Mishandling the dead
Somehow, this became a US Air Force responsibility which is where the trouble begins. Mortuary work belongs with professionals in that business.
If there was ever a need to let civilians do it, this is it.
“Portions of 9/11 victims’ remains taken to landfill, report says
By Craig Whitlock, Tuesday, February 28, 1:16 PM
Some small portions of unidentified human remains recovered from the Sept. 11, 2001, terrorist attacks on the Pentagon and in Shanksville, Pa., were incinerated and ultimately dumped in a landfill, the Defense Department acknowledged Tuesday.
It was the first time that the Pentagon has said that some remains of 9/11 victims taken to the Dover Air Force Base mortuary later ended up in a landfill.
In November, The Washington Post first disclosed that the Dover mortuary for years had disposed of incinerated portions ofremains of troops killed in Iraq and Afghanistan in a Virginia landfill. The practice involved unidentified or unclaimedbody parts; it was not made known to troops’ family members.
The Air Force later admitted that it had dumped the incinerated partial remains of at least 274 service members in the landfill between 2003 and 2008, when the practice ended. At the time, Air Force officials said their records only went back to 2003 and that they did not know when the landfill dumping began.
On Tuesday, a new Defense Department review of the mortuary operations at Dover revealed that “several portions of remains” recovered from the Sept. 11 attacks at the Pentagon and at Shanksville also ended up in a landfill.
The review, led by retired Army Gen. John P. Abizaid, did not quantify how many human remains from Sept. 11 were disposed of in this manner. It said the remains “could not be tested or identified,” apparently because they were too small or charred to allow for DNA analysis.
Those remains were cremated first, but then handed over to a “biomedical waste disposal contractor,” according to Abizaid’s report. Under an arrangement with the Air Force, the contractor transported bags of the medical waste for incineration.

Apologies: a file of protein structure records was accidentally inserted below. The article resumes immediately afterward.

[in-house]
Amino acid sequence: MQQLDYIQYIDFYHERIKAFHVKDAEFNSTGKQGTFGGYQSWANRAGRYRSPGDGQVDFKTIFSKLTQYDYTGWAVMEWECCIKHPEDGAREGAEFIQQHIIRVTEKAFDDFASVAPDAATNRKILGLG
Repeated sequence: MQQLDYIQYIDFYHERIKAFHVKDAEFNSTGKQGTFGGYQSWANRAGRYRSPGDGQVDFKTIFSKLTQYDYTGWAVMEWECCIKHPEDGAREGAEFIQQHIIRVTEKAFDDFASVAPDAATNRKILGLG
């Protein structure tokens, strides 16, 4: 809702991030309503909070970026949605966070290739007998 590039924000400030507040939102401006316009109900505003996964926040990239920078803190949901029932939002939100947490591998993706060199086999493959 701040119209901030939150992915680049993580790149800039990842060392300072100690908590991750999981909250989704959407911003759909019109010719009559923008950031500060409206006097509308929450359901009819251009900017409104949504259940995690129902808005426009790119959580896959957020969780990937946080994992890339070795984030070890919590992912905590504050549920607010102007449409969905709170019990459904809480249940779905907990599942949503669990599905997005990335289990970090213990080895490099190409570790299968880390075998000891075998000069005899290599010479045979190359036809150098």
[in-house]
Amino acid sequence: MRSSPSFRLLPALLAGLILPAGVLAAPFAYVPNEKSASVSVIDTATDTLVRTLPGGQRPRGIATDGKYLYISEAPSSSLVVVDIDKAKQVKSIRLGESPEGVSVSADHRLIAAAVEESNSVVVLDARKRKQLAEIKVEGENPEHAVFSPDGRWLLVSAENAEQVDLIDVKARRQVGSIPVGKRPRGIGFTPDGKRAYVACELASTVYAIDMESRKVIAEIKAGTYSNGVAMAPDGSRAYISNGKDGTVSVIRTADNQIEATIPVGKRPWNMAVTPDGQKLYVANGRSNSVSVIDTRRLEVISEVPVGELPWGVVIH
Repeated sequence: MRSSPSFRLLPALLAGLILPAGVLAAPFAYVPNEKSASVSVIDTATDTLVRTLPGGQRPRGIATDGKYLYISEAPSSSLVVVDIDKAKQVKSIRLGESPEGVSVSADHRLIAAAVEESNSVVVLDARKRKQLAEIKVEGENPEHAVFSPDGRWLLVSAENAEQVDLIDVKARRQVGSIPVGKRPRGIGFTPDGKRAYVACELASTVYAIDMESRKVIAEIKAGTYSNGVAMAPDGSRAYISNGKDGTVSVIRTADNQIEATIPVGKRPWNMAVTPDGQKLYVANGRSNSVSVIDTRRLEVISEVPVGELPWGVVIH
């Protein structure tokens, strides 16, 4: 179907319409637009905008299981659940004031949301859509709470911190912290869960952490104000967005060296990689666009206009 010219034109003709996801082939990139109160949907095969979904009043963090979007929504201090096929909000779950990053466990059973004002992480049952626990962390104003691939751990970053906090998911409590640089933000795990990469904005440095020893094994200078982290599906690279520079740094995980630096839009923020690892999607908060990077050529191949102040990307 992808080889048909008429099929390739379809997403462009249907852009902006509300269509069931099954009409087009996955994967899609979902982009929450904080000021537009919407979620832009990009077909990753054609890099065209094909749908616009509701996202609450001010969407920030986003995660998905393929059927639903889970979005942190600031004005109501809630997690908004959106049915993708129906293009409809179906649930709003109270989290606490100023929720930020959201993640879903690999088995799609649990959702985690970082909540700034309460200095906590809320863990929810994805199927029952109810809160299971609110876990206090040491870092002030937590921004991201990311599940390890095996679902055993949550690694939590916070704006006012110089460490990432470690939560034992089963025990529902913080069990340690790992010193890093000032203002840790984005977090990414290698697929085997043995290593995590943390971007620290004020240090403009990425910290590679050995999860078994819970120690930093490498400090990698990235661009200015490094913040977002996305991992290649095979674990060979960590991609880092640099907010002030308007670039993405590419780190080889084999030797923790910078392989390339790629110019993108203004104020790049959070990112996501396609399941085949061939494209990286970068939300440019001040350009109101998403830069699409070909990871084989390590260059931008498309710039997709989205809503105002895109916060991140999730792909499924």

Dover mortuary officials assumed at the time that “after final incineration, nothing remained,” Abizaid’s report stated. In fact, there was still residual material left over from the incineration, which the contractor then took to a landfill.
The mortuary changed its policy in 2008 and since then has buried unclaimed or unidentified cremated remains at sea.
Lawmakers have pressed the Pentagon for months to investigate the origins of the landfill-dumping, but defense officials so far have not clarified when the practice began or how extensive it was.
On Feb. 6, in response to news reports about the landfill dumping, Rep. Rush Holt (D-N.J.) wrote a letter to Defense Secretary Leon E. Panetta specifically asking if the Defense Department could confirm whether “no 9/11 victims’ remains were incinerated, mixed with medical waste and sent to a landfill?”
Holt’s staff said the congressman has not received a response.
Family members of victims of the attack on the World Trade Center have previously argued that some remains of their relatives were taken to a Staten Island landfill after Sept. 11. A city medical examiner indicated he believed remains were contained in fine particles at the landfill. Family members filed a lawsuit in 2005 to force New York to separate the debris in search of the remains, but a federal judge ruled that the plaintiffs could not successfully prove that they had a claim to any remains.
The review released Tuesday is the latest report to scrutinize operations at the Dover Air Force Base mortuary, where body parts have gone missing and even military officials acknowledge has suffered from gross mismanagement.
Abizaid’s review found that the Dover mortuary labors under poor oversight, insufficiently trained workers and understaffing when large numbers of casualties arrive from the battlefield.”